Are we making spacecraft too autonomous? (design, engineering)

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https://www.technologyreview.com/2020/07...ftware-ai/

EXCERPTS: Software is making it easier than ever to travel through space, but autonomous technologies could backfire if every glitch and error isn’t removed. [...] The SpaceX astronauts may still be involved in decision-making at critical junctures, but much of that function has moved out of their hands.

Does this matter? Software has never played a more critical role in spaceflight. It has made it safer and more efficient, allowing a spacecraft to automatically adjust to changing conditions. According to Darrel Raines, a NASA engineer [...] autonomy is particularly key for areas of “critical response time”—like the ascent of a rocket after liftoff, when a problem might require initiating an abort sequence in just a matter of seconds. Or in instances where the crew might be incapacitated for some reason.

[...] But overrelying on software and autonomous systems in spaceflight creates new opportunities for problems to arise. That’s especially a concern for many of the space industry’s new contenders, who aren’t necessarily used to the kind of aggressive and comprehensive testing needed to weed out problems in software and are still trying to strike a good balance between automation and manual control.

Nowadays, a few errors in over one million lines of code could spell the difference between mission success and mission failure. We saw that late last year, when Boeing’s Starliner capsule (the other vehicle NASA is counting on to send American astronauts into space) failed to make it to the ISS because of a glitch in its internal timer. A human pilot could have overridden the glitch that ended up burning Starliner’s thrusters prematurely. NASA administrator Jim Bridenstine remarked soon after Starliner’s problems arose: “Had we had an astronaut on board, we very well may be at the International Space Station right now.”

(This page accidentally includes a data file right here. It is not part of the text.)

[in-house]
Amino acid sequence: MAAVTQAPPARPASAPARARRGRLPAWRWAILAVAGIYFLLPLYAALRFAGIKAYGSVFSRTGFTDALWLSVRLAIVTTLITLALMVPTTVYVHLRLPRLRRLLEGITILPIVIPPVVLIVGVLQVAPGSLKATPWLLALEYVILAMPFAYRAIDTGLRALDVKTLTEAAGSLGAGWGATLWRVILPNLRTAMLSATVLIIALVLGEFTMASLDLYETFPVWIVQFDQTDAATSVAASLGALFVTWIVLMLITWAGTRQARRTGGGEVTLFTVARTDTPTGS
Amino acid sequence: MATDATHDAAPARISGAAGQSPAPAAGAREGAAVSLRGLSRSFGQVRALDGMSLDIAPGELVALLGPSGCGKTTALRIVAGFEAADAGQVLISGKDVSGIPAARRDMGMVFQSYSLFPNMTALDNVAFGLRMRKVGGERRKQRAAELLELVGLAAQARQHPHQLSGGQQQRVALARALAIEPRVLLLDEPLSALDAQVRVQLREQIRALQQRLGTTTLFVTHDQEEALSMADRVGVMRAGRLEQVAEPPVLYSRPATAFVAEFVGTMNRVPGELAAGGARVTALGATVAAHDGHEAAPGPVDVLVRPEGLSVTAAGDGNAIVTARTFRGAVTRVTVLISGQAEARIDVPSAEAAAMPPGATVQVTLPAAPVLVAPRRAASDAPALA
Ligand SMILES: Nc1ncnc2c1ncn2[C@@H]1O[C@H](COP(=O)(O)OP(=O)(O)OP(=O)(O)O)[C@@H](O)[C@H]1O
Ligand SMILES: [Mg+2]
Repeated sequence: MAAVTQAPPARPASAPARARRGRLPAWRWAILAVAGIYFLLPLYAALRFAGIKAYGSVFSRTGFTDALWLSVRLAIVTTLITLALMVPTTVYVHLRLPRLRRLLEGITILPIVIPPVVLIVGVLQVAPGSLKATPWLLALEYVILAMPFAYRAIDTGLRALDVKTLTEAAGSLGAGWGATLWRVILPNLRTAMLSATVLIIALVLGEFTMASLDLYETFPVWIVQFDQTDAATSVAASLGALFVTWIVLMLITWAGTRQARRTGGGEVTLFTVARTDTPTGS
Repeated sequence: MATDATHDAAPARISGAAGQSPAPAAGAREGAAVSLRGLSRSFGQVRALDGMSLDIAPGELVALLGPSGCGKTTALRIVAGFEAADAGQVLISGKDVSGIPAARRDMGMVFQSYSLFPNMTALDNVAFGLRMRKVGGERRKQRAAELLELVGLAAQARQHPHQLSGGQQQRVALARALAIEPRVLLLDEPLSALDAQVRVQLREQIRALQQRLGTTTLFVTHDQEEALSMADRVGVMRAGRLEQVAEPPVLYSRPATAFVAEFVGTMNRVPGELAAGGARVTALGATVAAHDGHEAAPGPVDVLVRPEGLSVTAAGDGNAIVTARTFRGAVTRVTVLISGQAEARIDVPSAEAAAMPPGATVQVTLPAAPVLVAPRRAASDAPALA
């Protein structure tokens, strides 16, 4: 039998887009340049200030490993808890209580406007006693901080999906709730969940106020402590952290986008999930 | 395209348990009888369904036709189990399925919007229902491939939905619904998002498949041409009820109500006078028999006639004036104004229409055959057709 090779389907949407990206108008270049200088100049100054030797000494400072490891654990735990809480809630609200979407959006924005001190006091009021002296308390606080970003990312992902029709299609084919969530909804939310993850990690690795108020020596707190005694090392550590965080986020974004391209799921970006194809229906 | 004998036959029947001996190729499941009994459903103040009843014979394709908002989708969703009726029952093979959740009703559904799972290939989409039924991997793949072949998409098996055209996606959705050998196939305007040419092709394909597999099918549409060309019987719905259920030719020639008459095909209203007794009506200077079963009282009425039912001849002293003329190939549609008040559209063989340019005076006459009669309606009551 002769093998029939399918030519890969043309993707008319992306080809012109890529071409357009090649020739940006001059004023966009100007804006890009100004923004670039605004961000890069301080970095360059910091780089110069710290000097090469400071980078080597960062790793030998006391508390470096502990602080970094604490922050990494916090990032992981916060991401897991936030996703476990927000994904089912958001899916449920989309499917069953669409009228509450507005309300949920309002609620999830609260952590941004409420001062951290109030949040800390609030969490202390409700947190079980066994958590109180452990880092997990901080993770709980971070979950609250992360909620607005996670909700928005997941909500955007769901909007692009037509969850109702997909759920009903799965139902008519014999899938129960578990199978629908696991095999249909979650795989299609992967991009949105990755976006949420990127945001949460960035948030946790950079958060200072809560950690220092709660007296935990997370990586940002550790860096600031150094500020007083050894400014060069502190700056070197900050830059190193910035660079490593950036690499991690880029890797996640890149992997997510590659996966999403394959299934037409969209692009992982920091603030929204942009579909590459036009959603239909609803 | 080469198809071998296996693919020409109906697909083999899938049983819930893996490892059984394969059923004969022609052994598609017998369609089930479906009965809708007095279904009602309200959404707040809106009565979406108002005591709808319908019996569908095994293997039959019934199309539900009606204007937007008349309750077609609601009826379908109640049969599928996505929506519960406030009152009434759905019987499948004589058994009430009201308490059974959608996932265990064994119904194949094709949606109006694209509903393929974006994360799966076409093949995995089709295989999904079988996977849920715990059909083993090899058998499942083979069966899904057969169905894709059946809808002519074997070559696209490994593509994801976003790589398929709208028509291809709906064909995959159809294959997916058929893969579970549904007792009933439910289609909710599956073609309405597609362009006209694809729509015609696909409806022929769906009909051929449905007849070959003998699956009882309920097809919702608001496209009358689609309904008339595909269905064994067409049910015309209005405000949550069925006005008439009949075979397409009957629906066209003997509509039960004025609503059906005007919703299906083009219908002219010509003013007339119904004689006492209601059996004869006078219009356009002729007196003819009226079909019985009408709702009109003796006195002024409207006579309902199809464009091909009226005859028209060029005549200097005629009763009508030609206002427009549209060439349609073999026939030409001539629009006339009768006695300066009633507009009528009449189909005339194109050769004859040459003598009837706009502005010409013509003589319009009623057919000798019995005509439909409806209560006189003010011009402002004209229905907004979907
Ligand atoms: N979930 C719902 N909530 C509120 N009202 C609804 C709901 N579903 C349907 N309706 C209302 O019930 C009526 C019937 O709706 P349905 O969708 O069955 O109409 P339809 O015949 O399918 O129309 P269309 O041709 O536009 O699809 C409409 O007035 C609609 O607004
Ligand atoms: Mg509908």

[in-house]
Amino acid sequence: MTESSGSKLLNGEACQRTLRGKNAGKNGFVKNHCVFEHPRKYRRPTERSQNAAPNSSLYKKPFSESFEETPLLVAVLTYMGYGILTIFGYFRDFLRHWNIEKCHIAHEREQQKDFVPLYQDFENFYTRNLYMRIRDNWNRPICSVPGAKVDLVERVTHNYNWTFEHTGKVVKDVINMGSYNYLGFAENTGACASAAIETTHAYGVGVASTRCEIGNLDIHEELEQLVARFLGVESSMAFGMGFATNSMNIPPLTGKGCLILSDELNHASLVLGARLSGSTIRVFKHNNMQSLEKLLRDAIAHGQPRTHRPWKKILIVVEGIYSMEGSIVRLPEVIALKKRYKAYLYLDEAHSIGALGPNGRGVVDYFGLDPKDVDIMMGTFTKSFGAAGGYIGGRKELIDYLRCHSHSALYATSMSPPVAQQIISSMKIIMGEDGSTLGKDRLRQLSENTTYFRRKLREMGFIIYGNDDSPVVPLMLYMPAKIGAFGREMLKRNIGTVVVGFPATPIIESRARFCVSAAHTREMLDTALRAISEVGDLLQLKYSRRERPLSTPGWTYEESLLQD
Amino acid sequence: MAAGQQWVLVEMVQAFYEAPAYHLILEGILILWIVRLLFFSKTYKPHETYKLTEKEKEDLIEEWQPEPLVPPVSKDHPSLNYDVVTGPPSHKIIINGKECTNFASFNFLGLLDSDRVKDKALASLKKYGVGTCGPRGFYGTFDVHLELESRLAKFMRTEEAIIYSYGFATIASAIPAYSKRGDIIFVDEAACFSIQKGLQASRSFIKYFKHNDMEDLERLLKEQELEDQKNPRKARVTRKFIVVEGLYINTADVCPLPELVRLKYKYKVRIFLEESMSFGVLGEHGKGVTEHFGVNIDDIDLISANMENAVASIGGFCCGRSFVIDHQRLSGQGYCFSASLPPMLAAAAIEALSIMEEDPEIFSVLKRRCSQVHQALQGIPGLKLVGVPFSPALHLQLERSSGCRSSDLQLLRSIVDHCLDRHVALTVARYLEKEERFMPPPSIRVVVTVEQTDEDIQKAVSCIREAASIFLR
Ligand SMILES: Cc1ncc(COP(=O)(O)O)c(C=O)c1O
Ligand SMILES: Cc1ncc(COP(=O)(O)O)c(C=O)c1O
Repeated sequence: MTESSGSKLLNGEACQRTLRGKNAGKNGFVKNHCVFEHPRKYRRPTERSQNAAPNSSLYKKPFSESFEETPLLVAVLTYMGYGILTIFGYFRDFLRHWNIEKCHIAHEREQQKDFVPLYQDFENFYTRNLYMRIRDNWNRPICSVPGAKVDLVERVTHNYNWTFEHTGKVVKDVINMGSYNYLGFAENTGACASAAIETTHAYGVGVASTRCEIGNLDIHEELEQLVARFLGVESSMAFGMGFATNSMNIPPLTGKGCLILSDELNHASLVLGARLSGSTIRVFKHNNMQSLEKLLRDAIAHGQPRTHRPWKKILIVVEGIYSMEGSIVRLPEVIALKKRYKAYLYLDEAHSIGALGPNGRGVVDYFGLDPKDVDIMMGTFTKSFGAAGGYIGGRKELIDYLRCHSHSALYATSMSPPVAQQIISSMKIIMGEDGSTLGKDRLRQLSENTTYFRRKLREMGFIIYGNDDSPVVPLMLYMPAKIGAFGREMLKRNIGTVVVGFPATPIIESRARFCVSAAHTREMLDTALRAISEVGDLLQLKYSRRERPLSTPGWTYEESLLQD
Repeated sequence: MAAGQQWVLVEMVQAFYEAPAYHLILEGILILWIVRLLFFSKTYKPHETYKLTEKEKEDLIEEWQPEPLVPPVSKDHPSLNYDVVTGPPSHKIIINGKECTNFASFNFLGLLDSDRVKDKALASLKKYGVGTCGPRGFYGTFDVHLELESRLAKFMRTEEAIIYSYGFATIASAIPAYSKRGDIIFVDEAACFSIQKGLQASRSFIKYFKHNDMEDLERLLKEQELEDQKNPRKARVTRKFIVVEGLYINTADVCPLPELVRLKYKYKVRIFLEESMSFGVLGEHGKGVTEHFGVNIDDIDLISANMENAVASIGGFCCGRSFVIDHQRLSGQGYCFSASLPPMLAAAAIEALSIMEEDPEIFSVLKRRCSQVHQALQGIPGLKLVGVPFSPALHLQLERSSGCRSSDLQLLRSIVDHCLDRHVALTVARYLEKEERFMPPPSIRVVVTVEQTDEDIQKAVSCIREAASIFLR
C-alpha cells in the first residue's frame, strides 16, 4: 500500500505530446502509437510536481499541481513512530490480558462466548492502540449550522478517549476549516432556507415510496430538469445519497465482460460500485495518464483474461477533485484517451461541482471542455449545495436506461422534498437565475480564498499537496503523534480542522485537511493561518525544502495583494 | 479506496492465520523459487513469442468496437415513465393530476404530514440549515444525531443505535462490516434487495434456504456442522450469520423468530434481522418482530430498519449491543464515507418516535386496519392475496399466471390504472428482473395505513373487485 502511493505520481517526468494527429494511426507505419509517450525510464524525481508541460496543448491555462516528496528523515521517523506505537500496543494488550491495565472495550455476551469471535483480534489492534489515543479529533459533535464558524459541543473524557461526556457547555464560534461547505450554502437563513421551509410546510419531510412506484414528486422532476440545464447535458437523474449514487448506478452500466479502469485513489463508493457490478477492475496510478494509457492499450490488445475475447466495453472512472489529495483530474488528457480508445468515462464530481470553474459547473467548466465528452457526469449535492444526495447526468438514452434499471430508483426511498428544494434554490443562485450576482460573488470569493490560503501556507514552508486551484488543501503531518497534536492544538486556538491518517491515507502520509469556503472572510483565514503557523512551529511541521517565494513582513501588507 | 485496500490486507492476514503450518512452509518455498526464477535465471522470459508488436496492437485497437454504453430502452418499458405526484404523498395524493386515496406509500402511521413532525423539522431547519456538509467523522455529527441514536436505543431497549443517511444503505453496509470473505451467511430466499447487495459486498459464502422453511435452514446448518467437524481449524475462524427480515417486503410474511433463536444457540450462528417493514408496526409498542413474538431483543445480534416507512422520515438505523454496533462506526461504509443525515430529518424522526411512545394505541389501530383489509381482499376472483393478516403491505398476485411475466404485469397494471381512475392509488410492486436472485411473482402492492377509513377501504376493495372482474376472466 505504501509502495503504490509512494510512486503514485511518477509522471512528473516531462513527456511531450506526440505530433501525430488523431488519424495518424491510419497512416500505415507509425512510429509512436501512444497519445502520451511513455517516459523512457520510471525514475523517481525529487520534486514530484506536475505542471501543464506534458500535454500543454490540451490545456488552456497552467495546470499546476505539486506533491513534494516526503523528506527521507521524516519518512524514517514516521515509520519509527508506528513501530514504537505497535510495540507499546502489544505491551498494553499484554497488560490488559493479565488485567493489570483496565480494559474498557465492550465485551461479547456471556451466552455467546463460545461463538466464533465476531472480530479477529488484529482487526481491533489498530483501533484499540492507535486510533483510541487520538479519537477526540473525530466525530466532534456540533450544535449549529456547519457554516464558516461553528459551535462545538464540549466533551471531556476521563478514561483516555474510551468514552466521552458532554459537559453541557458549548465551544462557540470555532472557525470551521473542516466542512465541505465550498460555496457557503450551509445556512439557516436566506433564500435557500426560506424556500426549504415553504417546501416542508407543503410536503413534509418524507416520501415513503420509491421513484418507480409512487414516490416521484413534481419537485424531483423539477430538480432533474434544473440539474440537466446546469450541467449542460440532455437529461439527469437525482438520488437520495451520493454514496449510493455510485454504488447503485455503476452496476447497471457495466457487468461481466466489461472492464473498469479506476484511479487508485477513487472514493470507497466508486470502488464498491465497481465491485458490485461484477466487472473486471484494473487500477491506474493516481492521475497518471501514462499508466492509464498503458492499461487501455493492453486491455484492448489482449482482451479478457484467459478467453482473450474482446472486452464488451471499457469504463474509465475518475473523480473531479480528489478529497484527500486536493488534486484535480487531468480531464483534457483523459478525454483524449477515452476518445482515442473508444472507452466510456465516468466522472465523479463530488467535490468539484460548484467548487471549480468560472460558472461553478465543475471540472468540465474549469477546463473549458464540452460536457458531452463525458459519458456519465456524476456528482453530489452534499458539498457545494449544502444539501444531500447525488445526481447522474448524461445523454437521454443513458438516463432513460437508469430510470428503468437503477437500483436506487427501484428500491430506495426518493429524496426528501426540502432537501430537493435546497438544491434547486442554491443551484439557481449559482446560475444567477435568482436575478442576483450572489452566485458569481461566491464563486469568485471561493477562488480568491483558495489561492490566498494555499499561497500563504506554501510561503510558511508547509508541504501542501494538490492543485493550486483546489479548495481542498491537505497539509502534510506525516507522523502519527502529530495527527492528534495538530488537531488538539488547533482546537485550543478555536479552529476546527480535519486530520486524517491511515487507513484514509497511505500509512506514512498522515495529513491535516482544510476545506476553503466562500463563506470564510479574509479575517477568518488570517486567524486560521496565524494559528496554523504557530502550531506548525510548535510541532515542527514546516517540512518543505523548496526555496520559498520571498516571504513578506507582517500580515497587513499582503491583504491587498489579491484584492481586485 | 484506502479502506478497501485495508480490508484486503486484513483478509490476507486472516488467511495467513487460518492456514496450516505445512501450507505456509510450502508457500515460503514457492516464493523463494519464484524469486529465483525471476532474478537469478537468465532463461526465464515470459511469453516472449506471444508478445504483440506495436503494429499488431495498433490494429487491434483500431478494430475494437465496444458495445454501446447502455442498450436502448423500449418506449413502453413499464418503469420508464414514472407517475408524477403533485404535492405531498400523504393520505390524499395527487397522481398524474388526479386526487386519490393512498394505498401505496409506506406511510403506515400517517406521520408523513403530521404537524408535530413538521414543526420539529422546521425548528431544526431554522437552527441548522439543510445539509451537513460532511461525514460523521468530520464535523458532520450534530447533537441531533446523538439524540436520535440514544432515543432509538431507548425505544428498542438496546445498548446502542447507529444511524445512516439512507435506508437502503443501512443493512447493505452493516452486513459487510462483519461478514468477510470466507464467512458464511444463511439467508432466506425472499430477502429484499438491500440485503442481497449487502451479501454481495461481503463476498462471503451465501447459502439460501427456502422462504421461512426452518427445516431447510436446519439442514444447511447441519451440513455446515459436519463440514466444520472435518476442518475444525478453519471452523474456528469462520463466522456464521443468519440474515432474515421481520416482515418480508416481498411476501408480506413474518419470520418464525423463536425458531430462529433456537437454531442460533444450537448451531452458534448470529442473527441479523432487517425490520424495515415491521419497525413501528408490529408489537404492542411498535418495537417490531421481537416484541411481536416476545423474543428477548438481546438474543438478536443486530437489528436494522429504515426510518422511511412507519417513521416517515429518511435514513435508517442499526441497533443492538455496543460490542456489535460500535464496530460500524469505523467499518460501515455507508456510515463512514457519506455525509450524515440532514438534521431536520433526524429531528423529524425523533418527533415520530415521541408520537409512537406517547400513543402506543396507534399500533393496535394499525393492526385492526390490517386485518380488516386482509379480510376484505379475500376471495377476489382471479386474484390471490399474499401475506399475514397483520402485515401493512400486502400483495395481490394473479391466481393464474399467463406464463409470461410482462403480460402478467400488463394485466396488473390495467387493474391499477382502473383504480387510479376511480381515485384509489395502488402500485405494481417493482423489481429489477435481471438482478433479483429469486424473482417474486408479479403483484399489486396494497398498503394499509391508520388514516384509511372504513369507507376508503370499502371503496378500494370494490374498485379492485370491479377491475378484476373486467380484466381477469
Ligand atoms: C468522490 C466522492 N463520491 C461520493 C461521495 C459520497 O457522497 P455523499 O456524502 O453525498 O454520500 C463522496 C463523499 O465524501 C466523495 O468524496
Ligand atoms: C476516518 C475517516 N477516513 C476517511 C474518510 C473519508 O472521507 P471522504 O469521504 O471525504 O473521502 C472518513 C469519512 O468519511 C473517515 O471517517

But it was later revealed that many other errors in the software had not been caught before launch, including one that could have led to the destruction of the spacecraft. And that was something human crew members could easily have overridden. Boeing is certainly no stranger to building and testing spaceflight technologies, so it was a surprise to see the company fail to catch these problems...

[...] Space, however, is a unique environment to test for. The conditions a spacecraft will encounter aren’t easy to emulate on the ground. ... This, says Luke Schreier, is why AI is such a big deal in spaceflight nowadays—you can develop an autonomous system that is capable of anticipating those conditions, rather than requiring the conditions to be learned during a specific simulation. “You couldn’t possibly simulate on your own all the corner cases of the new hardware you’re designing,” he says. So for some groups, testing software isn’t just a matter of finding and fixing errors in the code; it’s also a way to train AI-driven software... (MORE - details, 3 pages)
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